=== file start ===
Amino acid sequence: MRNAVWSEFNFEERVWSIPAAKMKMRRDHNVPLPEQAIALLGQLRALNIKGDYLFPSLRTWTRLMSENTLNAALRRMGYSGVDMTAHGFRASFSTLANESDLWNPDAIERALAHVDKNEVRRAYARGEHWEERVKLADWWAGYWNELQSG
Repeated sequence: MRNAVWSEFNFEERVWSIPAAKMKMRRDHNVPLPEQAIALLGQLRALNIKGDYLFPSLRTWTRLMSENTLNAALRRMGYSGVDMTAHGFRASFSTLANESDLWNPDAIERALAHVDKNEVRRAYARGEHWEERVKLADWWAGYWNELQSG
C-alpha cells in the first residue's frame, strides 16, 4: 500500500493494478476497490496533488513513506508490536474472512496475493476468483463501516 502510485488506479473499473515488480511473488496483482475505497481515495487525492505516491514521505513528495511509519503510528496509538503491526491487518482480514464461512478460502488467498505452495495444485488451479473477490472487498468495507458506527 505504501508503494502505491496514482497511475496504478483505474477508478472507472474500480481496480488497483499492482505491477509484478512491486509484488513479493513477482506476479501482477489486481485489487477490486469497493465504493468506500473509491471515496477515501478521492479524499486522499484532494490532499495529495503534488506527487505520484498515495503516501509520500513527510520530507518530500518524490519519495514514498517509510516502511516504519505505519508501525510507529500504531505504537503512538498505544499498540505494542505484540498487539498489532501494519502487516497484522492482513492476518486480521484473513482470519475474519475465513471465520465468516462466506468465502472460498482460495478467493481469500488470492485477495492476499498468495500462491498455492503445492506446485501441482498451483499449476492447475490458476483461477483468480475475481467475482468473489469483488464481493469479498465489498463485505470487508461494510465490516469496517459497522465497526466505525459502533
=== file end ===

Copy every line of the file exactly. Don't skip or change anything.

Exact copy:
Amino acid sequence: MRNAVWSEFNFEERVWSIPAAKMKMRRDHNVPLPEQAIALLGQLRALNIKGDYLFPSLRTWTRLMSENTLNAALRRMGYSGVDMTAHGFRASFSTLANESDLWNPDAIERALAHVDKNEVRRAYARGEHWEERVKLADWWAGYWNELQSG
Repeated sequence: MRNAVWSEFNFEERVWSIPAAKMKMRRDHNVPLPEQAIALLGQLRALNIKGDYLFPSLRTWTRLMSENTLNAALRRMGYSGVDMTAHGFRASFSTLANESDLWNPDAIERALAHVDKNEVRRAYARGEHWEERVKLADWWAGYWNELQSG
C-alpha cells in the first residue's frame, strides 16, 4: 500500500493494478476497490496533488513513506508490536474472512496475493476468483463501516 502510485488506479473499473515488480511473488496483482475505497481515495487525492505516491514521505513528495511509519503510528496509538503491526491487518482480514464461512478460502488467498505452495495444485488451479473477490472487498468495507458506527 505504501508503494502505491496514482497511475496504478483505474477508478472507472474500480481496480488497483499492482505491477509484478512491486509484488513479493513477482506476479501482477489486481485489487477490486469497493465504493468506500473509491471515496477515501478521492479524499486522499484532494490532499495529495503534488506527487505520484498515495503516501509520500513527510520530507518530500518524490519519495514514498517509510516502511516504519505505519508501525510507529500504531505504537503512538498505544499498540505494542505484540498487539498489532501494519502487516497484522492482513492476518486480521484473513482470519475474519475465513471465520465468516462466506468465502472460498482460495478467493481469500488470492485477495492476499498468495500462491498455492503445492506446485501441482498451483499449476492447475490458476483461477483468480475475481467475482468473489469483488464481493469479498465489498463485505470487508461494510465490516469496517459497522465497526466505525459502533